Playing the Heartstrings

With Invictus, Clint Eastwood crafts a sports movie calculated to reach maximum emotional velocity

There’s nothing better than an uplifting movie to please the masses that’s released just in time for the holidays. And if it involves sports, score! In fact, this year there are two to pick from, both focusing on a person who inspires others to achieve athletic greatness: The Blind Side starring Sandra Bullock and Invictus starring Morgan Freeman and Matt Damon. One is about football, the other about rugby; one is set in Texas, the other in South Africa. Yet both capitalize on large doses of sap and cheese to evoke warm fuzzy feelings inside.

Invictus
Invictus

Rugby fans – or perhaps all sports fans – already know the story of the South African Springboks who beat the odds to win the 1995 Rugby World Cup. It was a stirring victory by the underdogs, which alone would be great story for a movie. But according to Clint Eastwood’s latest directorial endeavor, it wasn’t just the team who won, but the country’s new president, Nelson Mandela, as well.

When Mandela assumed the presidency, to say that South Africa was divided across racial lines would be an understatement tantamount to saying the Golden Girls liked cheesecake. One of Mandela’s plans to get all South Africans on the same side was to give them a team worth cheering for – the Springboks. Tapped to carry Mandela’s water on the field was team captain Francois Pienaar (Matt Damon), who had to motivate his team, his family, and according to Anthony Peckham’s script, the entire nation.

Based on a book written by journalist John Carlin, the film focuses on three main story arcs: Mandela’s calculated risk to focus on rugby as way to unite the country; the team’s lack of faith in themselves that they could win; and Mandela’s newly integrated security team, who represent a microcosm of the country on a whole. If one were to dissect Invictus in a film class, the three parallel stories would follow the same predictable arc throughout.

It’s likely because of this deliberate plotting that Invictus achieves its one purpose: to make the audience feel good. To maximize on the happy feelings, Eastwood’s direction has a cool efficiency to it. Every scene is narrowly designed to serve an emotional purpose, which is not nearly as problematic in Invictus as it was in Eastwood’s last film, Gran Torino. For while it’s clear that each scene serves a particular function in moving things forward, Eastwood stitches them together with surgical precision. It’s like he’s cutting through your chest and breaking apart your sternum to pluck your heartstrings directly with the tip of his scalpel.

Despite the moments of tension that Eastwood tries to weave through the film – threats on Mandela’s life or the outcome of a game – nothing really gets the heart racing. The team is going to win and you may get goose bumps when Mandela presents them with the Cup, but suspense has no place on this rugby field.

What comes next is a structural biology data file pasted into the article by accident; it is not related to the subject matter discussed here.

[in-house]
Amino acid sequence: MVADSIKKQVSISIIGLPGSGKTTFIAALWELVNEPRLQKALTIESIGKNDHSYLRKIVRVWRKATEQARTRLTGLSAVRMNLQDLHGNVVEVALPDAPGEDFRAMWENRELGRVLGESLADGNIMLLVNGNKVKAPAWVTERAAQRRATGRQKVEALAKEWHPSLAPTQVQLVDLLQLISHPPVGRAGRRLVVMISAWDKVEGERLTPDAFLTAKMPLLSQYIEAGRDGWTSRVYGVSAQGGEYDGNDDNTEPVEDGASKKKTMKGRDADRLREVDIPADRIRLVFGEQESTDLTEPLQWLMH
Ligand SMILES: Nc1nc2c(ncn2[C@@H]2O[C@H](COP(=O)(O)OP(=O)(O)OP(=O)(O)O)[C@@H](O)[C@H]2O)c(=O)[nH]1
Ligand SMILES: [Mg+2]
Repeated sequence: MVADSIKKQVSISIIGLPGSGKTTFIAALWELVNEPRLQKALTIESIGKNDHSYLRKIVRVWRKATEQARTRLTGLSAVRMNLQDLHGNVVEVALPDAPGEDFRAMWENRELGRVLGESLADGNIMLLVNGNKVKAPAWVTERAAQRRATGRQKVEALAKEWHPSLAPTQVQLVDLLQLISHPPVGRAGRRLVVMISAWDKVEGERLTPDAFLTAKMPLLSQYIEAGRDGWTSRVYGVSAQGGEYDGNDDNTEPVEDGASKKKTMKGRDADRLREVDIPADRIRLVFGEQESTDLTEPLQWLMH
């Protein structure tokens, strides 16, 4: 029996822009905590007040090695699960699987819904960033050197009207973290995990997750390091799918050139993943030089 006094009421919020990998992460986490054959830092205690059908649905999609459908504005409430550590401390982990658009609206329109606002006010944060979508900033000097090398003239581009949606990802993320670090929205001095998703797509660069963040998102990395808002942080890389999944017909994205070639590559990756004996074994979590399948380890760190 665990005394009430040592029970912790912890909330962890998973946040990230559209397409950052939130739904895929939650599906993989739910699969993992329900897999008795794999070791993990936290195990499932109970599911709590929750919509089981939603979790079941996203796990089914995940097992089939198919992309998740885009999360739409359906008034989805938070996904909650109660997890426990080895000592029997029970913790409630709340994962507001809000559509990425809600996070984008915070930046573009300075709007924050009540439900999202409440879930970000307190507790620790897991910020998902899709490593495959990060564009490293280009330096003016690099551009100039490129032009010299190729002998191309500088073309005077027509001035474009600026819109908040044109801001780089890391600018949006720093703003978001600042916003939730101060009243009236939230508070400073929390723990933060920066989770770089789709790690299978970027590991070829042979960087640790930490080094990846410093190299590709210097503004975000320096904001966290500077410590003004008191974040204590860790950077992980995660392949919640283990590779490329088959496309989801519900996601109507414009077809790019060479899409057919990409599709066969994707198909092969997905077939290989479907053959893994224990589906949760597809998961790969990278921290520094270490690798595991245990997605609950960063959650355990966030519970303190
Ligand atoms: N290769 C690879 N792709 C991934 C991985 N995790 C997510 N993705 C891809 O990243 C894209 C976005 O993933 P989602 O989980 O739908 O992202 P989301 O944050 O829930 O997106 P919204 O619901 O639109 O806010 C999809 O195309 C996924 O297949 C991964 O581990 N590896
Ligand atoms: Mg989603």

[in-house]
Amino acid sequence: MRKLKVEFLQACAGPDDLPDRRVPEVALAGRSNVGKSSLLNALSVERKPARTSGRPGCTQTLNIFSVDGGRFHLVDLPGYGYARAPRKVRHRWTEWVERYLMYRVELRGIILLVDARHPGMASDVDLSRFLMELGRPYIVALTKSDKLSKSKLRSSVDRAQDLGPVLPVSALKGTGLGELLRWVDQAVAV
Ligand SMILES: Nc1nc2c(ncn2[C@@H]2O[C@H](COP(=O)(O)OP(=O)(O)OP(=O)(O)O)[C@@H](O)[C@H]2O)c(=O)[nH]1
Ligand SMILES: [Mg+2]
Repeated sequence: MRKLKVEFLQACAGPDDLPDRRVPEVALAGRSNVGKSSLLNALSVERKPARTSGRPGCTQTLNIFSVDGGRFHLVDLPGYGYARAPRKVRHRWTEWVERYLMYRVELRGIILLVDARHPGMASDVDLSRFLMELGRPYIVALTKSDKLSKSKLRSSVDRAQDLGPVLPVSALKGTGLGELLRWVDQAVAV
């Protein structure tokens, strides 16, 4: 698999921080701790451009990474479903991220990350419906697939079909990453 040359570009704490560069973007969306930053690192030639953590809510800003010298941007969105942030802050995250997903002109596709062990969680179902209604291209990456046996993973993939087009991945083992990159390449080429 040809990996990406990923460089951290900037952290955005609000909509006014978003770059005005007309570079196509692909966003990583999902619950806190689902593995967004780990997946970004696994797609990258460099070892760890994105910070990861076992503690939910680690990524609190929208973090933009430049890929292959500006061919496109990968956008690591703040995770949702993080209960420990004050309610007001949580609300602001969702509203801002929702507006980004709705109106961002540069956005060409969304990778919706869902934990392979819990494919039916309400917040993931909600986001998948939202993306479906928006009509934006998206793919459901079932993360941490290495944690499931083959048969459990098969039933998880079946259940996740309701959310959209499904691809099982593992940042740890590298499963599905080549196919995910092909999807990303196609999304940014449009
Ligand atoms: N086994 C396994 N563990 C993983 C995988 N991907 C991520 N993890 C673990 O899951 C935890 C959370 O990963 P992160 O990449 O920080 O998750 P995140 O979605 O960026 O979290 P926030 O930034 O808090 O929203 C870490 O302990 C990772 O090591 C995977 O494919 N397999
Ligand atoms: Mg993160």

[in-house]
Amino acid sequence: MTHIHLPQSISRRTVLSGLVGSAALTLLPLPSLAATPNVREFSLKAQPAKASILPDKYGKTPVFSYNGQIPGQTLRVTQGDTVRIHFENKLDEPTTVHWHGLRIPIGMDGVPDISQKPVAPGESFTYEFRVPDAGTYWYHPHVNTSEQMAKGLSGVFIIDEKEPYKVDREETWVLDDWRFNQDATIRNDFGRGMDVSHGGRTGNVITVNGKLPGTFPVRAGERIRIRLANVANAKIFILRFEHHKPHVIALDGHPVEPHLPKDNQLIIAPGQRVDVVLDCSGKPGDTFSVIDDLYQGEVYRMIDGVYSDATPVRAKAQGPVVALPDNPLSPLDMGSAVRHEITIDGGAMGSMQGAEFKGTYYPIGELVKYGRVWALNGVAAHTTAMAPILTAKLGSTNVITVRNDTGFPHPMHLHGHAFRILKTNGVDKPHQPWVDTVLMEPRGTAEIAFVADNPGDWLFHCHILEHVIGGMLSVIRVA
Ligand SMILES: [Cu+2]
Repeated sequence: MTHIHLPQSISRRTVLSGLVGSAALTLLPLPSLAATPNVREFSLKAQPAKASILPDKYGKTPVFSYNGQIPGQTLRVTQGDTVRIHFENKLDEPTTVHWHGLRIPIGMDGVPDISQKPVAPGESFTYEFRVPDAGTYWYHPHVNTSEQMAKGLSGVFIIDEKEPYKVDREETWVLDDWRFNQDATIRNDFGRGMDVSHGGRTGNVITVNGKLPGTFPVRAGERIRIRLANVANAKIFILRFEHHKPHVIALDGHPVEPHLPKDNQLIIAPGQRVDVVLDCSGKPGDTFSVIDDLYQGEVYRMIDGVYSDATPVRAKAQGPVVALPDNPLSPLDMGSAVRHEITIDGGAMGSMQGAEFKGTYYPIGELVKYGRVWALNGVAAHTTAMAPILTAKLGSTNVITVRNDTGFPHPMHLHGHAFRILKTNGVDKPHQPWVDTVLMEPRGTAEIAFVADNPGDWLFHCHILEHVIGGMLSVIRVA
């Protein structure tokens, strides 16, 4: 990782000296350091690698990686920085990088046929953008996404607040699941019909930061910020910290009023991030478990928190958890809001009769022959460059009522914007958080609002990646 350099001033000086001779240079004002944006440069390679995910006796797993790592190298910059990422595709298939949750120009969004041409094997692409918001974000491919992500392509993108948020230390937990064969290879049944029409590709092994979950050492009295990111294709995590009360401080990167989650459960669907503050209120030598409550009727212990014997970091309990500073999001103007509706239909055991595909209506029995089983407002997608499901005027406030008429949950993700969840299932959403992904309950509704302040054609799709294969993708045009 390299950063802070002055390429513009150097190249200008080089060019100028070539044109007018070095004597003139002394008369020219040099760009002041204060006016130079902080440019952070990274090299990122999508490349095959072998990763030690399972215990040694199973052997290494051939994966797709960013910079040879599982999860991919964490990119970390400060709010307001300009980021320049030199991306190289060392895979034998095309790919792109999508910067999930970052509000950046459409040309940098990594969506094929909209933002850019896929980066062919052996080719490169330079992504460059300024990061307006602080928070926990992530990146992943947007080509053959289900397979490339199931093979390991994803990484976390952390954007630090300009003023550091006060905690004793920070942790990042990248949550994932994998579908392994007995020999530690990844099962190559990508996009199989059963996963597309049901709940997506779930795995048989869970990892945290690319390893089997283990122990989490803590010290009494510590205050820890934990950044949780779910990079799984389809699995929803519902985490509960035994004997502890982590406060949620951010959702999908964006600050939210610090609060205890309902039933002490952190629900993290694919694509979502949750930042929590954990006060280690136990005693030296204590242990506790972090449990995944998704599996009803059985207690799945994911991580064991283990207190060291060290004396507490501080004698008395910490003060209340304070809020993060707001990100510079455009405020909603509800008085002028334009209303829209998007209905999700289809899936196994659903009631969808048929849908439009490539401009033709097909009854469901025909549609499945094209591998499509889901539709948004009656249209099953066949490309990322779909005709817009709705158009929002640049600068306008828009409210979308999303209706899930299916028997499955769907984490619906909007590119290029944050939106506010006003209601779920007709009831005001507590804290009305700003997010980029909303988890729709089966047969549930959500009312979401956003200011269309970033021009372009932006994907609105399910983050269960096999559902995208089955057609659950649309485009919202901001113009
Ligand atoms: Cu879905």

It wouldn’t be a Morgan Freeman movie without the omnipotent voiceover, and when he’s tackling the role of Nelson Mandela you better bet you’re going to get words of wisdom. In this case, he recites the poem Invictus, which Mandela gave to the team as inspiration. Freeman has a tough job in recreating pivotal moments in Mandela’s life, including his inaugural speech, which he handles with his usual aplomb. Freeman’s portrayal of Mandela creates a man who is determined in his path while acknowledging the risks inherent to the direction he has chosen. And despite all the rugby in the film, Invictus is truly Mandela’s – and therefore Freeman’s – film. Freeman dominates the majority of screen time and towers over Damon as the captain.

INVICTUS
starstarstarstar
Starring
Matt Damon,
Morgan Freeman
Rate PG-13
134 Minutes
Opens Friday,
December 11
Area Theaters

Which is nothing against Damon’s performance; his role is just less interesting. Pienaar never truly emerges as an inspiring leader and therefore Damon has less to work with in the part. He’s charming and looks like a rugby player (or a miniature one), which is frankly is all that is required.

For the first 90 minutes, Eastwood does a great job of focusing the film on what counts – the role of rugby in helping Mandela unite the country. There are rousing moments like the team teaching children in a township how to play the sport, but the time spent recreating game footage in minimal. Yet, when the final match is reached, Eastwood makes his biggest error. It’s way too long, there are way too many cuts to the different groups watching the game, and never should he have included scenes with the men grunting in slow motion. Unfortunately, it’s downright laughable. While it’s not enough to ruin the film, it is like fumbling on the five-yard line.

In the end, you know exactly what you’re going to get from Eastwood’s film: a winner. Will it beat out The Blind Side? That’s an outcome worth betting on.

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